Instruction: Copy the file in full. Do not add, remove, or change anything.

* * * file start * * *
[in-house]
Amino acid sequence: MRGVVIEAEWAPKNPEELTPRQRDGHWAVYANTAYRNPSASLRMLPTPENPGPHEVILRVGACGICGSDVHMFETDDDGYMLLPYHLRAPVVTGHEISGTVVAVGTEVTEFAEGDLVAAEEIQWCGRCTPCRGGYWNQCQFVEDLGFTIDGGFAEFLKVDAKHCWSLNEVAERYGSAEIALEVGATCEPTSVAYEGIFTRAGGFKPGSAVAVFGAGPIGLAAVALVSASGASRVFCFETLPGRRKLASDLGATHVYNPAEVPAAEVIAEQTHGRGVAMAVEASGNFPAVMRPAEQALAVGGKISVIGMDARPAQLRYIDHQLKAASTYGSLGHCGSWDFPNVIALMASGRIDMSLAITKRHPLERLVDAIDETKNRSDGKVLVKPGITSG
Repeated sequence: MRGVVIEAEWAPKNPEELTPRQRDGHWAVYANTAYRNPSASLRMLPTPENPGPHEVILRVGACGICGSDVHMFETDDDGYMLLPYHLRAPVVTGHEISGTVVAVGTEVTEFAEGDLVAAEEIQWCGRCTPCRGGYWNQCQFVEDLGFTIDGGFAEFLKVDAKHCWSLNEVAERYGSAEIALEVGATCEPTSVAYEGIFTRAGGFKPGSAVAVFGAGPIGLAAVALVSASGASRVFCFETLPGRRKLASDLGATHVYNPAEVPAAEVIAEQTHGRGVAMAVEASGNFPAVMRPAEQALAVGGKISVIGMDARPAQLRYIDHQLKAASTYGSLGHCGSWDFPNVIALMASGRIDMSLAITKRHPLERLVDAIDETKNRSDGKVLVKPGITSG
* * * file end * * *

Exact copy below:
[in-house]
Amino acid sequence: MRGVVIEAEWAPKNPEELTPRQRDGHWAVYANTAYRNPSASLRMLPTPENPGPHEVILRVGACGICGSDVHMFETDDDGYMLLPYHLRAPVVTGHEISGTVVAVGTEVTEFAEGDLVAAEEIQWCGRCTPCRGGYWNQCQFVEDLGFTIDGGFAEFLKVDAKHCWSLNEVAERYGSAEIALEVGATCEPTSVAYEGIFTRAGGFKPGSAVAVFGAGPIGLAAVALVSASGASRVFCFETLPGRRKLASDLGATHVYNPAEVPAAEVIAEQTHGRGVAMAVEASGNFPAVMRPAEQALAVGGKISVIGMDARPAQLRYIDHQLKAASTYGSLGHCGSWDFPNVIALMASGRIDMSLAITKRHPLERLVDAIDETKNRSDGKVLVKPGITSG
Repeated sequence: MRGVVIEAEWAPKNPEELTPRQRDGHWAVYANTAYRNPSASLRMLPTPENPGPHEVILRVGACGICGSDVHMFETDDDGYMLLPYHLRAPVVTGHEISGTVVAVGTEVTEFAEGDLVAAEEIQWCGRCTPCRGGYWNQCQFVEDLGFTIDGGFAEFLKVDAKHCWSLNEVAERYGSAEIALEVGATCEPTSVAYEGIFTRAGGFKPGSAVAVFGAGPIGLAAVALVSASGASRVFCFETLPGRRKLASDLGATHVYNPAEVPAAEVIAEQTHGRGVAMAVEASGNFPAVMRPAEQALAVGGKISVIGMDARPAQLRYIDHQLKAASTYGSLGHCGSWDFPNVIALMASGRIDMSLAITKRHPLERLVDAIDETKNRSDGKVLVKPGITSG